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Reina's Japan Trip, June 2016: Day 5 (Part II) [Hokkaido Hakodate Tachimachi Cape, Tokugawa Retainer's Graves and Hachiman Shrine]

To All,

Linking the previous article to this, this is the continuation of last post about Yachigashira. While this post is still located at Yachigashira, Hakodate, it is mainly about the cape and then about the climb to Tokugawa retainer's graves.

First, let's begin with Tachimachi Cape. Some of you might remember this spoiler picture from the previous blog, and I'm not ashamed to say that no filters of any sort were used for this photo -- this is how beautiful the place really is!
Tachimachi Cape is definitely a place which I would recommend to everyone who's heading to Hakodate. Not only is it beautiful, it's also quite peaceful and is definitely good for sightseeing and soul-searching.
There are also cute little squid decorations on the railings around the area. As expected of Hakodate and their squids!
The paths that lead down to bring you closer to the shoreline have stone tiles to keep in with the feel of nature. They are generally flat, but there might be some loose ones here and there so make sure you are careful when snapping pictures so you don't lose your footing.
Ah, blue seas that speaks to the mind! Thinking back, it's amazing that so much can be transferred into a single picture! Can you even start to imagine how much better this looks in person?
Also, this is the "signboard" of the cape, where it reads "Tachimachi Cape". My friends didn't actually want to leave here, but it was getting dark quickly and I insisted on visiting the Tokugawa retainers' graves, so they reluctantly left. All in all, we spent a little over 2 hours at this cape area alone.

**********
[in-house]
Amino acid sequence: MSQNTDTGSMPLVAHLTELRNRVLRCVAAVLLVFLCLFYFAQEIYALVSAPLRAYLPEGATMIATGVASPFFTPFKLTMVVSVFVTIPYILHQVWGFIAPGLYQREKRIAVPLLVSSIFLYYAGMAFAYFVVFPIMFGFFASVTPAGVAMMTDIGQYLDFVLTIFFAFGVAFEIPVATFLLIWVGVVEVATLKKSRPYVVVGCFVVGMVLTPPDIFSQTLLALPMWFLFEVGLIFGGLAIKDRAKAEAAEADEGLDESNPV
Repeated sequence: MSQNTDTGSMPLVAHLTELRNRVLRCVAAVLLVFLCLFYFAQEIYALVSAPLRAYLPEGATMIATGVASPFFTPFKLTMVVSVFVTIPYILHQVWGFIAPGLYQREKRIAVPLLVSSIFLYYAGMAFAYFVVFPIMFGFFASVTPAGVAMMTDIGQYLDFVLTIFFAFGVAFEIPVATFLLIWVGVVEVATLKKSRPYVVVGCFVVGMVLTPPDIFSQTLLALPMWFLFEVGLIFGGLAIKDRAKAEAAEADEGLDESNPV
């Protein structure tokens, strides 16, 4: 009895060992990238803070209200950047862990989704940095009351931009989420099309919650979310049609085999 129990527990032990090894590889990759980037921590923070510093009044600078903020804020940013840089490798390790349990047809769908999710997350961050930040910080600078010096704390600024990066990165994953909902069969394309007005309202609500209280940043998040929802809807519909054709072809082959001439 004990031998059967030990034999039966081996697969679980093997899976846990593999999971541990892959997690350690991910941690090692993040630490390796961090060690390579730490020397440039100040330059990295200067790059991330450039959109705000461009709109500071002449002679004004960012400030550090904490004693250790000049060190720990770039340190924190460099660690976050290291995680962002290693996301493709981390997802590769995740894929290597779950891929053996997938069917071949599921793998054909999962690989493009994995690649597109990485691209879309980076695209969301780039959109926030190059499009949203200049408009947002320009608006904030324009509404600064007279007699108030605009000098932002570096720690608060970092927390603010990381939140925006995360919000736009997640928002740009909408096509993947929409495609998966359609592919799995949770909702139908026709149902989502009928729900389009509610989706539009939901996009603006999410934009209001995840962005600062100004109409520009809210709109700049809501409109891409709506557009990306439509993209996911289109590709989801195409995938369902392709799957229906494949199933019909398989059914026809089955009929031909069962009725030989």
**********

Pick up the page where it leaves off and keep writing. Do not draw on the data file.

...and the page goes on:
So we begin the climb to the graves of those brave warriors who fought at Hakodate a very long time ago...
The path starts out with such stone monuments lining the path at uneven intervals. Deeper into the path leads to the disappearance of these monuments and the atmosphere turns more dark and eerie, which is a far cry from how the other cemetery was (the one leading to the cape). 
The road also has many sharp turns so be wary if you're walking or driving down this path. Of course, you still have another concern, which is falling rocks. Signs for these are placed along the road.
You know that you're approaching the grave area when the road actually vanishes and you're left with this wooden plank to walk on. It is mostly stable and you probably won't trip, and that's coming from someone as clumsy as myself.

And after this path is the fruit of my labor!
This is what we're looking for. Though the area is quite badly-maintained in my opinion, there are still quite a lot of points about it worth visiting! For instance, learning more about Bakufu can always be a good point!
Apart from the description, there are many other points of this place. There's quite a few monuments here with stone engravings that might be educational if you understand them. They are a little too profound for myself so I'll not comment too much on them.

After leaving the grave area, I re-tracked a portion of my journey up and went to Hakodate Hachiman Shrine. This is the very first shrine which I've visited in my entire journey in Japan this time round, and I hope that some of the images below would be an eye opener for those of you who haven't been to a shrine before!

And this is the main body of the Shrine, where you pray at. On the left of this image is where you tie your ema.
And the next place which I would like to point out would be the fortune slips and the amulets, both of which is a necessary part in Japan's culture. Different amulets are for different purposes such as marriage, birth, studies and health.

The next place would be where you wash your hands before entering the shrine, which is a little similar to a "purification" procedure in my opinion.
And of course, not forgetting the steps and the entrance of the Shrine as well!

After exiting the shrine, what's left is to get to the tram station again and proceed to a public foot bath as well as for dinner, both of which we'll cover in the next article. Stay tuned for sights and a bunch of sushi pictures!

From Your Fellow Japan Fan,
Day 5 (Part I) | Day 5 (Part II) | Day 5 (Part III)

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